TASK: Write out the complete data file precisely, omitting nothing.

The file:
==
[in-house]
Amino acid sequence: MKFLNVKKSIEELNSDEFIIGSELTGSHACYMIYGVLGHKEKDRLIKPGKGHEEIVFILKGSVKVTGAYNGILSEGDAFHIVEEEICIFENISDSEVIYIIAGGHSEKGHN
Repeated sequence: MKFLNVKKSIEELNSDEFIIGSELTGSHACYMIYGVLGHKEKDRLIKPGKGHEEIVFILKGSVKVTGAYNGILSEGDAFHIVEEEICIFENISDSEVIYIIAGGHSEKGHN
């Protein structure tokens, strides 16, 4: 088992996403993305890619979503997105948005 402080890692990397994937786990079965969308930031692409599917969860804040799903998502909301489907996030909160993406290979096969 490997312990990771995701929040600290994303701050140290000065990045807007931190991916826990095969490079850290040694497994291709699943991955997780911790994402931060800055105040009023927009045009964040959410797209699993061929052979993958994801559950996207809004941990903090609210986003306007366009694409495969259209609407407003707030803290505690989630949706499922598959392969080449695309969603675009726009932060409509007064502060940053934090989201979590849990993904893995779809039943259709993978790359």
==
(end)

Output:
[in-house]
Amino acid sequence: MKFLNVKKSIEELNSDEFIIGSELTGSHACYMIYGVLGHKEKDRLIKPGKGHEEIVFILKGSVKVTGAYNGILSEGDAFHIVEEEICIFENISDSEVIYIIAGGHSEKGHN
Repeated sequence: MKFLNVKKSIEELNSDEFIIGSELTGSHACYMIYGVLGHKEKDRLIKPGKGHEEIVFILKGSVKVTGAYNGILSEGDAFHIVEEEICIFENISDSEVIYIIAGGHSEKGHN
């Protein structure tokens, strides 16, 4: 088992996403993305890619979503997105948005 402080890692990397994937786990079965969308930031692409599917969860804040799903998502909301489907996030909160993406290979096969 490997312990990771995701929040600290994303701050140290000065990045807007931190991916826990095969490079850290040694497994291709699943991955997780911790994402931060800055105040009023927009045009964040959410797209699993061929052979993958994801559950996207809004941990903090609210986003306007366009694409495969259209609407407003707030803290505690989630949706499922598959392969080449695309969603675009726009932060409509007064502060940053934090989201979590849990993904893995779809039943259709993978790359």